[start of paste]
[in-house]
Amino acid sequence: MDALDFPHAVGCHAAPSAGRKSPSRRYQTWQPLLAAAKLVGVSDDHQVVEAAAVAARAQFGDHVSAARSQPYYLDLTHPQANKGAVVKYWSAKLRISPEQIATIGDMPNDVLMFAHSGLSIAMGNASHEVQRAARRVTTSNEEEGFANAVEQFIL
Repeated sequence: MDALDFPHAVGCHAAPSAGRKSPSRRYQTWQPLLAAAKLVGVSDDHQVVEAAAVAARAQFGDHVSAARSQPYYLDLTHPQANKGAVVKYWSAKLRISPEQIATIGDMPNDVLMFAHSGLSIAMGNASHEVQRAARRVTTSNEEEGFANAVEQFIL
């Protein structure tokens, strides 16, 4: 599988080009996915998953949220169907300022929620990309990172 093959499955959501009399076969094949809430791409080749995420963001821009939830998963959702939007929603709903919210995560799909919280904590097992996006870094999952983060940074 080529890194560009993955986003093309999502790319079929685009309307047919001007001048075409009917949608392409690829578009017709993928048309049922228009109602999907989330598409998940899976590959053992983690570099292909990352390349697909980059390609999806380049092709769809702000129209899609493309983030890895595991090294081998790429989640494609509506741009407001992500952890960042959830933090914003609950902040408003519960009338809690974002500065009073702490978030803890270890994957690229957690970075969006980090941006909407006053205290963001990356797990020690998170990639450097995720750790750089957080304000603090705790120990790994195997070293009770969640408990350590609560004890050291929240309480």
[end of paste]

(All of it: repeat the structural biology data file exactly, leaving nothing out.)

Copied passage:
[in-house]
Amino acid sequence: MDALDFPHAVGCHAAPSAGRKSPSRRYQTWQPLLAAAKLVGVSDDHQVVEAAAVAARAQFGDHVSAARSQPYYLDLTHPQANKGAVVKYWSAKLRISPEQIATIGDMPNDVLMFAHSGLSIAMGNASHEVQRAARRVTTSNEEEGFANAVEQFIL
Repeated sequence: MDALDFPHAVGCHAAPSAGRKSPSRRYQTWQPLLAAAKLVGVSDDHQVVEAAAVAARAQFGDHVSAARSQPYYLDLTHPQANKGAVVKYWSAKLRISPEQIATIGDMPNDVLMFAHSGLSIAMGNASHEVQRAARRVTTSNEEEGFANAVEQFIL
């Protein structure tokens, strides 16, 4: 599988080009996915998953949220169907300022929620990309990172 093959499955959501009399076969094949809430791409080749995420963001821009939830998963959702939007929603709903919210995560799909919280904590097992996006870094999952983060940074 080529890194560009993955986003093309999502790319079929685009309307047919001007001048075409009917949608392409690829578009017709993928048309049922228009109602999907989330598409998940899976590959053992983690570099292909990352390349697909980059390609999806380049092709769809702000129209899609493309983030890895595991090294081998790429989640494609509506741009407001992500952890960042959830933090914003609950902040408003519960009338809690974002500065009073702490978030803890270890994957690229957690970075969006980090941006909407006053205290963001990356797990020690998170990639450097995720750790750089957080304000603090705790120990790994195997070293009770969640408990350590609560004890050291929240309480």